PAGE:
fall


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fall

1. Machinery nautical the end of a tackle to which power is applied to hoist it
2. Nautical one of the lines of a davit for holding, lowering, or raising a boat
3. Wrestling a scoring move, pinning both shoulders of one's opponent to the floor for a specified period
4. Hunting
a. another word for deadfall
b. (as modifier): a fall trap

Fall

the Theol Adam's sin of disobedience and the state of innate sinfulness ensuing from this for himself and all mankind

fall

See meteorite.

Fall

(religion, spiritualism, and occult)

The term fall is part of a traditional way of classifying certain sign placements of planets. A planet is said to be in its dignity when it is in the sign it rules (e.g., Mars in Aries, the Sun in Leo). There are also certain placements said to be especially favorable for a planet that are traditionally termed exaltations (to continue with the same examples, Mars in Capricorn, the Sun in Aries). When a planet is placed in the sign opposite its dignity, it is said to be in its detriment (Mars in Libra, the Sun in Aquarius). A planet is in its fall when it is placed in the sign opposite the sign of its exaltation (Mars in Cancer, the Sun in Libra). For example, because the Moon is exalted in Taurus, it is in its fall when placed in the sign Scorpio; as the name implies, this is regarded as an unfortunate placement. A planet in its fall is traditionally regarded as being out of harmony with the sign and consequently weakened (in a position of debility).

For the most part, contemporary astrological research has tended to disconfirm that a planet in its traditional fall is weakened. However, it is sometimes the case that planets in fall have unfortunate effects. In the example cited, the Moon, as the planet of receptivity and sensitivity, is not well placed (especially in a natal chart) in Scorpio, a sign noted for possessiveness, obsessiveness, and intense emotions. There are, nevertheless, certain obvious problems with this tradition. The Sun, for example, is exalted in Aries, the sign opposite Libra. This means that the one person out of 12 in the world born with a Libra sun sign has her or his sun in its fall. This particular placement of the Sun, however, is not normally regarded as being unfortunate, making the traditional ascription appear inapplicable, at least in this case. Generally, all the traditional falls should be taken with a grain of salt when found in a natal chart.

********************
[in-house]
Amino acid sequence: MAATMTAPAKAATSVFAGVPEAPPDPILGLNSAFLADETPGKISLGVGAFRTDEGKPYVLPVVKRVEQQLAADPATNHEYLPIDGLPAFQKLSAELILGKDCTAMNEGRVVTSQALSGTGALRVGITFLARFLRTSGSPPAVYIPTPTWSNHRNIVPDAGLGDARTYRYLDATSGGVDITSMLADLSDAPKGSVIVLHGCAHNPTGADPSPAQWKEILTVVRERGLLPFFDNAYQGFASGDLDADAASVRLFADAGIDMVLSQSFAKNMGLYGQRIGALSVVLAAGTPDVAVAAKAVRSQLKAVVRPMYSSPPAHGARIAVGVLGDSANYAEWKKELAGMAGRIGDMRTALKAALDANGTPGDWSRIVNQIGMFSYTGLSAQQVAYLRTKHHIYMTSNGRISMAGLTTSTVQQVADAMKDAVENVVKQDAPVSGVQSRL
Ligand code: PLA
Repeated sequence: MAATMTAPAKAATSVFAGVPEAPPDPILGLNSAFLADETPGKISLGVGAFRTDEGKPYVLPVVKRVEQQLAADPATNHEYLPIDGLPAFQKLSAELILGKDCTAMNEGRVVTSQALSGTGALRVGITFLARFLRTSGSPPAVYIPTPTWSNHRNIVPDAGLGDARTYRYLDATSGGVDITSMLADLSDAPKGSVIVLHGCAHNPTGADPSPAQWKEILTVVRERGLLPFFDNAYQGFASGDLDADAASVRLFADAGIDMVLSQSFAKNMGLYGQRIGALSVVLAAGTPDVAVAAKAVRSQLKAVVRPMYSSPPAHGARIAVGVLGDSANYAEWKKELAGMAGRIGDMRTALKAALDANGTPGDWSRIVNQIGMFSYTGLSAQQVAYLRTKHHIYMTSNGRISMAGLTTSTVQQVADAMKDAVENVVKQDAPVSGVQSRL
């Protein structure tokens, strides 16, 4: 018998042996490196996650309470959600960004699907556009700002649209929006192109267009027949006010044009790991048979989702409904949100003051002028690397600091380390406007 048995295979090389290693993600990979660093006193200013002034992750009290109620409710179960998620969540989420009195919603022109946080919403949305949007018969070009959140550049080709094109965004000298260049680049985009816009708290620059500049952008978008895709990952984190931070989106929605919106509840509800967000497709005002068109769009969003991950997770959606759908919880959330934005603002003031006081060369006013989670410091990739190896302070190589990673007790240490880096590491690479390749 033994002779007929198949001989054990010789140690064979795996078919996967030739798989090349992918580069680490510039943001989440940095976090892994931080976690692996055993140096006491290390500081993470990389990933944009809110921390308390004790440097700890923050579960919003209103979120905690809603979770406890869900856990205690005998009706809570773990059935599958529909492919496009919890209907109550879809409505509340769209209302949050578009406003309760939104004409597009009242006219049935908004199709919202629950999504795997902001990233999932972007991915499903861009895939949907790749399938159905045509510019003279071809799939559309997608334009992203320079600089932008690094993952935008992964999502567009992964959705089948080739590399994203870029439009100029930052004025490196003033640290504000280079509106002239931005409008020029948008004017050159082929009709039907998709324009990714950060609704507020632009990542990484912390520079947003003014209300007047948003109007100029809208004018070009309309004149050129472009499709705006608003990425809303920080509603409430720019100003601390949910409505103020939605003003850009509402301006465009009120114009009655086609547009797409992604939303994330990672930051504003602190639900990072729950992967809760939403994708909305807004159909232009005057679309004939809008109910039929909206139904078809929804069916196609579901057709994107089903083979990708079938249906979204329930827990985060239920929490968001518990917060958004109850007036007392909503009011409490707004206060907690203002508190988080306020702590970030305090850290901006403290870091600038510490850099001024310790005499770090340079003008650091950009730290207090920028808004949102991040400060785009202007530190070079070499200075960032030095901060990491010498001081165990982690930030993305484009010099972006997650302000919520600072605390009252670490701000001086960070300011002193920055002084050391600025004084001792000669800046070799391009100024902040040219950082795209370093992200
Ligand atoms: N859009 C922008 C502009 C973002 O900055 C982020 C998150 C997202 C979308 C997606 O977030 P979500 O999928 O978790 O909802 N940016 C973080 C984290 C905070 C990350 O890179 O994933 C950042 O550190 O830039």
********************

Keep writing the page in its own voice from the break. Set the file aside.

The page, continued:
The situation is different in horary astrology, where the classical dignities and falls have a definite bearing on the question being asked. In Vedic astrology, a planet that is placed in the sign of its fall is regarded as being unfavorably placed and weak by virtue of this placement. In fact, in contrast to Western astrology, Vedic astrology has elaborate systems for determining the strength of a planet, even assigning numerical values and ranking the strengths of the traditional planets. Sign placement is only one factor in this system, so that, in the final analysis, even a “fallen” planet may end up being a strong planet in the chart.

Sources:

Brau, Jean-Louis, Helen Weaver, and Allan Edmands. Larousse Encyclopedia of Astrology. New York: New American Library, 1980.
DeVore, Nicholas. Encyclopedia of Astrology. New York: Philosophical Library, 1947.
Sutton, Komilla. The Essentials of Vedic Astrology. Bournemouth, UK: Wessex Astrologer, 1999.

fall

[fȯl]
(astronomy)
Of a spacecraft or spatial body, to drop toward a spatial body under the influence of its gravity.
(engineering)
The minimum slope that is required to facilitate proper drainage of liquid inside a pipe.
(mechanical engineering)
The rope or chain of a hoisting tackle.
(mining engineering)
A mass of rock, coal, or ore which has fallen from the roof or side in any subterranean working or gallery.

fall

The slope of a pipe, conduit, or channel usually expressed in inches per foot (or centimeters per meter) or in percent.
References in classic literature ?
A small table of rock which projected over the precipice on one side of the stream, and was drenched by the spray of the fall, sustained a huge trunk of a tree which must have been deposited there by some heavy freshet.
Preventing patient falls begins with an accurate assessment of a patient's risk of falling followed by the initiation and continued evaluation of a fall prevention program based on patient-specific identified risks (Graf, 2011).
Statistically significant difference was found in fall episodes in different months (p=0.
However, around 80% of older people, wearing PERS, do not use their alarm system to call for help even if they fall [3,4].
Currie categorized fall risk factors into extrinsic risk factors (e.
In the study, researchers, using data from the 2007 California Health Interview Survey, found that even though 91 percent of California seniors reported seeing a doctor in the past year, a fall was rarely the reason for the visit In fact, less than half (46.
This indicates that measures of both actual and perceived fall risk should be included in fall risk assessments to help tailor interventions for preventing falls in older people, say the authors.
To reduce the number of slips, trips and falls, the Navy is taking a proactive approach in identifying factors that lead to these mishaps.
Los Angeles police Detective Kathy Mayer said Tuesday that detectives have no evidence to show anything but a fall.
Hence, birth rates fall, the workforce shrinks, and the share of the graying population rises.
More than one-third of adults older than 65 fall each year, according to the Centers for Disease Control and Prevention.